Dr. Samir Ahmed, chief engineer for the Federal Highway Administration’s (FHWA) motorcycle crash causation study citing, has resigned.

The Motorcycle Riders Foundation (MRF) has learned that the chief engineer of the FHWA motorcycle crash causation study has removed himself from the project, citing “serious reservations about the value of the study.”

In an e-mail sent on Tuesday, September 11 2012 by Ahmed, he announced the following: “I am writing to let you know that I am no longer working on the motorcycle crash causation study. I have serious reservations about the value of the study with the existing FHWA involvement. My expectations of the study are very low.”

Dr. Samir Ahmed, PhD, PE, was in charge of conduction and then evaluating the FHWA’s motorcycle crash causation study. The study was mandated by Congress in the SAFETEA-LU bill (PL 109-59). The study was supposed to collect data from 1200 crashes, however when the cost of the study more than doubled, it became necessary to shrink the size of the project. The FHWA is now estimating that the number of crashes to be investigated is down to less than 120—just 10 percent of the original number.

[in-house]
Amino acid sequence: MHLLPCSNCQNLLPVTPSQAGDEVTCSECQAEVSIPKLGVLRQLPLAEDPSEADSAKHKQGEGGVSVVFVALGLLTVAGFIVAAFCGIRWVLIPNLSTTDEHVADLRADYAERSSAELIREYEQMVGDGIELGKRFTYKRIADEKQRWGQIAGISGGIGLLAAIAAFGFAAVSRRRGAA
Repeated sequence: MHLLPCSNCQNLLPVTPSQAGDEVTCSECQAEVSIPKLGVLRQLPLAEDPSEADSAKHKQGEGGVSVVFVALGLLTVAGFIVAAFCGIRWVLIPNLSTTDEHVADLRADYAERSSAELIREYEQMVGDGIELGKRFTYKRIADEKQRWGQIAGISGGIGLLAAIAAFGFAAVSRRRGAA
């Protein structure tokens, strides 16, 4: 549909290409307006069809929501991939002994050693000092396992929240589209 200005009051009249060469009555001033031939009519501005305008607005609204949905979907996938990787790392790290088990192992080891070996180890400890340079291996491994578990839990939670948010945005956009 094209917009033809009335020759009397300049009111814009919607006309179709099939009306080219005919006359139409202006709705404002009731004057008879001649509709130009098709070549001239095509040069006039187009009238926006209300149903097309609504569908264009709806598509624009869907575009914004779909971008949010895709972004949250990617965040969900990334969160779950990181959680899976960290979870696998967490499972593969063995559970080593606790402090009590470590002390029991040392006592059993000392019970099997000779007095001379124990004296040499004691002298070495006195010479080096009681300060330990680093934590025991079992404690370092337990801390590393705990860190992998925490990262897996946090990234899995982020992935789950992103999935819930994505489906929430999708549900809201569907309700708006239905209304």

The mandate directed the FHWA to work with the Oklahoma State University Transportation Systems Engineering School, a leading research center for all-things transportation. The MRF has had some serious questions about this study since its conception, although did not lobby Congress to have the study mandated.

“It is no question that we need more information on why motorcycles crash, but with such limited resources in the motorcycle safety world we should be putting them toward proper motorcycle rider education and motorist awareness to prevent crashes,” said Jeff Hennie, vice president of government relations and public affairs for the MRF.

The full results of the study should be out sometime next year.



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